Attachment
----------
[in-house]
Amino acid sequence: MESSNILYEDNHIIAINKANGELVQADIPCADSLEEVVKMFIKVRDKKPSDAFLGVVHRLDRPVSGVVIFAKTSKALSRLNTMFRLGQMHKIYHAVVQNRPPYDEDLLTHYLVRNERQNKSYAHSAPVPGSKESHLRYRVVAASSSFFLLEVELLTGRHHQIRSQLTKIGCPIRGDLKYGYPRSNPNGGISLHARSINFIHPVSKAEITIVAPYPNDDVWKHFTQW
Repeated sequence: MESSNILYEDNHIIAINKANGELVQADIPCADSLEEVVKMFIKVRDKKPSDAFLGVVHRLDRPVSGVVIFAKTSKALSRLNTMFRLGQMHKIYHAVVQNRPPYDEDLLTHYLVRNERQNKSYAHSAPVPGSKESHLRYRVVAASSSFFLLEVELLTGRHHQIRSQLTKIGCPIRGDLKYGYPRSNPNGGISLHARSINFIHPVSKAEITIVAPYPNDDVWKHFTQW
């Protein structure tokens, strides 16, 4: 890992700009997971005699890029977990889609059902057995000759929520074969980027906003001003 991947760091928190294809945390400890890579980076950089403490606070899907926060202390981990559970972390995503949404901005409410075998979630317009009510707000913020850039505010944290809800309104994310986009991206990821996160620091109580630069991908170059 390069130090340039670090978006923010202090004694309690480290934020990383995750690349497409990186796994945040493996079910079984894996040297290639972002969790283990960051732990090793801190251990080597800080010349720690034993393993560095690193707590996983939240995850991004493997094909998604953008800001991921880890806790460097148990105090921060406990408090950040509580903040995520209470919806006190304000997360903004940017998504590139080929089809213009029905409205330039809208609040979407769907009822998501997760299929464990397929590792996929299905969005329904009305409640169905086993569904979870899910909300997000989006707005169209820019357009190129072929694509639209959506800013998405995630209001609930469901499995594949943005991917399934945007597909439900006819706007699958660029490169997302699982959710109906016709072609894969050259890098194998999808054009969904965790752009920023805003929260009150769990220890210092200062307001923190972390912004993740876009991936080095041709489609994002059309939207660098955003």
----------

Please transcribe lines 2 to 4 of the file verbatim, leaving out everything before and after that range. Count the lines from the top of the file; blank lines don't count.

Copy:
Amino acid sequence: MESSNILYEDNHIIAINKANGELVQADIPCADSLEEVVKMFIKVRDKKPSDAFLGVVHRLDRPVSGVVIFAKTSKALSRLNTMFRLGQMHKIYHAVVQNRPPYDEDLLTHYLVRNERQNKSYAHSAPVPGSKESHLRYRVVAASSSFFLLEVELLTGRHHQIRSQLTKIGCPIRGDLKYGYPRSNPNGGISLHARSINFIHPVSKAEITIVAPYPNDDVWKHFTQW
Repeated sequence: MESSNILYEDNHIIAINKANGELVQADIPCADSLEEVVKMFIKVRDKKPSDAFLGVVHRLDRPVSGVVIFAKTSKALSRLNTMFRLGQMHKIYHAVVQNRPPYDEDLLTHYLVRNERQNKSYAHSAPVPGSKESHLRYRVVAASSSFFLLEVELLTGRHHQIRSQLTKIGCPIRGDLKYGYPRSNPNGGISLHARSINFIHPVSKAEITIVAPYPNDDVWKHFTQW
């Protein structure tokens, strides 16, 4: 890992700009997971005699890029977990889609059902057995000759929520074969980027906003001003 991947760091928190294809945390400890890579980076950089403490606070899907926060202390981990559970972390995503949404901005409410075998979630317009009510707000913020850039505010944290809800309104994310986009991206990821996160620091109580630069991908170059 390069130090340039670090978006923010202090004694309690480290934020990383995750690349497409990186796994945040493996079910079984894996040297290639972002969790283990960051732990090793801190251990080597800080010349720690034993393993560095690193707590996983939240995850991004493997094909998604953008800001991921880890806790460097148990105090921060406990408090950040509580903040995520209470919806006190304000997360903004940017998504590139080929089809213009029905409205330039809208609040979407769907009822998501997760299929464990397929590792996929299905969005329904009305409640169905086993569904979870899910909300997000989006707005169209820019357009190129072929694509639209959506800013998405995630209001609930469901499995594949943005991917399934945007597909439900006819706007699958660029490169997302699982959710109906016709072609894969050259890098194998999808054009969904965790752009920023805003929260009150769990220890210092200062307001923190972390912004993740876009991936080095041709489609994002059309939207660098955003």